Cycling when very overweight - advice on bike suitability and getting started


I posted on a previous thread (viewtopic.php?p=1612493#p1612493) that I would have a go at formulating some standard guidance for overweight people wanting to take up cycling to lose weight and get fitter, including links to some of the previous threads where people sought advice and related their own experiences. Below is my initial draft/outline, but it needs a lot more work and not everyone will agree with what I have written.

One possible issue that might need to be addressed is that posts by any of us on a thread in response to a request for advice are clearly just the opinions of individuals who happen to belong to the forum. Taking things any further than posts by individual forum members is potentially problematic, because the advice could be construed as being endorsed by Cycling UK by virtue of being published on its forum.

That prompted me to look at the advice Cycling UK publishes on its website for beginners,, and it appears that the absence of advice for people who are very overweight is a significant omission. Even the thumbnail photographs for each article often show people who are not only not overweight, but often clearly thin, fit, experienced cyclists.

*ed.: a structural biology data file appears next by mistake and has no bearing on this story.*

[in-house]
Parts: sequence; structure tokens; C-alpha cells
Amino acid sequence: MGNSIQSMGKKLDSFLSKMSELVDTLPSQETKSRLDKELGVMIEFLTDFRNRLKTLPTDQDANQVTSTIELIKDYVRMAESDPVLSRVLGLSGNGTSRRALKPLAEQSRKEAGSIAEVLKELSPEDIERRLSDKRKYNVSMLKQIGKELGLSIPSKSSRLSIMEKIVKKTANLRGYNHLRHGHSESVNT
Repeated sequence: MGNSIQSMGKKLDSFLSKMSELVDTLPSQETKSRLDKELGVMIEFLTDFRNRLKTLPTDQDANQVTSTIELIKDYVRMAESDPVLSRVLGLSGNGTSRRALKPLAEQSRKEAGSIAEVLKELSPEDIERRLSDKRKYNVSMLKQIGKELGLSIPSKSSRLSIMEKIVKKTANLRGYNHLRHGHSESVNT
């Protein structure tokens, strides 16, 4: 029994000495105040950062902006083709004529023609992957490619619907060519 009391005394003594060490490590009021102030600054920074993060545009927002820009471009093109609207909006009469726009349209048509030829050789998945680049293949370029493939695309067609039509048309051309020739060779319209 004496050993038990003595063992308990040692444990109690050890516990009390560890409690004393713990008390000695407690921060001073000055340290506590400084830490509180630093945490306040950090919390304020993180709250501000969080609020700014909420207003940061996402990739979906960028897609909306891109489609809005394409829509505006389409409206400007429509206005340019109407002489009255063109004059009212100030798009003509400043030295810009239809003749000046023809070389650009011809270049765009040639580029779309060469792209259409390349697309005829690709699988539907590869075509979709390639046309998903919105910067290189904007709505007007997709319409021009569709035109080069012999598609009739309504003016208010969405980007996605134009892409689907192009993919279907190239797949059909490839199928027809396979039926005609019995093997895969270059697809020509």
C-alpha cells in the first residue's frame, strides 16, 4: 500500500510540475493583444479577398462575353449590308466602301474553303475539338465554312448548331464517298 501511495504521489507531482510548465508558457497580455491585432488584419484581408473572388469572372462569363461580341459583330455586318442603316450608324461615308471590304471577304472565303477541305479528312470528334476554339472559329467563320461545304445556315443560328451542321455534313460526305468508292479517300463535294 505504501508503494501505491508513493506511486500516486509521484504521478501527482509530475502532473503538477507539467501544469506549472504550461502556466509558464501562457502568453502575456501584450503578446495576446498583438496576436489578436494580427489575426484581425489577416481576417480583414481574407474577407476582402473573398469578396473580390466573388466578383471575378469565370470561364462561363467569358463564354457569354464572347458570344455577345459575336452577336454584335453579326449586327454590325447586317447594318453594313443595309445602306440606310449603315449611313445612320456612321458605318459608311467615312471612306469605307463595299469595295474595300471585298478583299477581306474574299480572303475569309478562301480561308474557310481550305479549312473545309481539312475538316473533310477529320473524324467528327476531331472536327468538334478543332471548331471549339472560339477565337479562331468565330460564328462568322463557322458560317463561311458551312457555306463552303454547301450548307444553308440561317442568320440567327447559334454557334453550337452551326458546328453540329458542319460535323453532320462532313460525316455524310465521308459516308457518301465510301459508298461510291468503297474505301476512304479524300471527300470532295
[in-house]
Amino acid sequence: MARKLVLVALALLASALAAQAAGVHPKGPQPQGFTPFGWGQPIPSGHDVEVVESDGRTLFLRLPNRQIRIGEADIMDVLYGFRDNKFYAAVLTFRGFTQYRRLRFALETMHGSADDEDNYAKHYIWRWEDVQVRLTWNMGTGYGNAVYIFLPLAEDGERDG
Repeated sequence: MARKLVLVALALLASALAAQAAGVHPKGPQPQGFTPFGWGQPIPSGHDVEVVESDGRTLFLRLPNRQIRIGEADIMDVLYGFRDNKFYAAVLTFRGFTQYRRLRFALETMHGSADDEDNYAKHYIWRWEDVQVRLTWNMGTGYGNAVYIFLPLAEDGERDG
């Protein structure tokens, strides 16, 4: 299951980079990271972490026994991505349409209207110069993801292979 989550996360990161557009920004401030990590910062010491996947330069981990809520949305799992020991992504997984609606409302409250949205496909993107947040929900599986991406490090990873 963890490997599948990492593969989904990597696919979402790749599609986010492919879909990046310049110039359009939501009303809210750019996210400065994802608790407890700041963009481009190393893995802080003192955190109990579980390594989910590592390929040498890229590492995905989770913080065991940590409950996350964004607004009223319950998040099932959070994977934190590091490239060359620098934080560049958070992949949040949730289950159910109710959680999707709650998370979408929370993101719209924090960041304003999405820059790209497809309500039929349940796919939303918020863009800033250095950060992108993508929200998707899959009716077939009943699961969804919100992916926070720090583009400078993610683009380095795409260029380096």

It seems that people who are very overweight face some of the same or similar issues as other minority groups, but whereas Cycling UK has been active in providing support, encouragement and advice for people with disabilities, for women's groups, and for other 'outgroups', as far as I am aware it has not done anything similar for people who are overweight. Nor is there suitable guidance from the NHS as far as I am aware. It seems that people who are very overweight and want to take up cycling to lose weight and get fitter, are left to overcome the various difficulties, fears and concerns by themselves with little or no help or guidance.

Many people who were overweight and wishing to take up cycling, whether for exercise and weight loss, for utility riding, or simply for pleasure, have posted on this forum seeking advice on choosing a bike and getting started. This post collates some of the information and advice in those previous threads, as well as providing links to some of them.

Why Cycling?

Cycling has a number of advantages over other exercise activities, such as swimming, running and walking.

- the non-weight bearing rotational movement of pedalling is less likely to cause injury to the joints etc. than running or even walking
- it's easier to fit into most people's lives than swimming, which typically requires travelling to the pool, getting changed etc.
- it's possible to control how much effort you put in by using gears. It's not necessary to pedal at a high intensity and end up uncomfortably hot and sweaty - you can ride quite slowly and even get off and walk up hills if that is what feels most comfortable for you; you will still get an exercise benefit from doing so.and burn calories
- you can wear ordinary clothes. There is no need to buy lycra and other specialist cycling clothing, especially for the sorts of short rides that you should be aiming to do to begin with. Every day millions of people wearing ordinary clothing commute to work by bike and ride to their local shops etc.
- it's a form of exercise which can simply be part of your normal daily life. If you cycle daily to work or to the shops, you don't need to think about making time each day to exercise.

What Bike?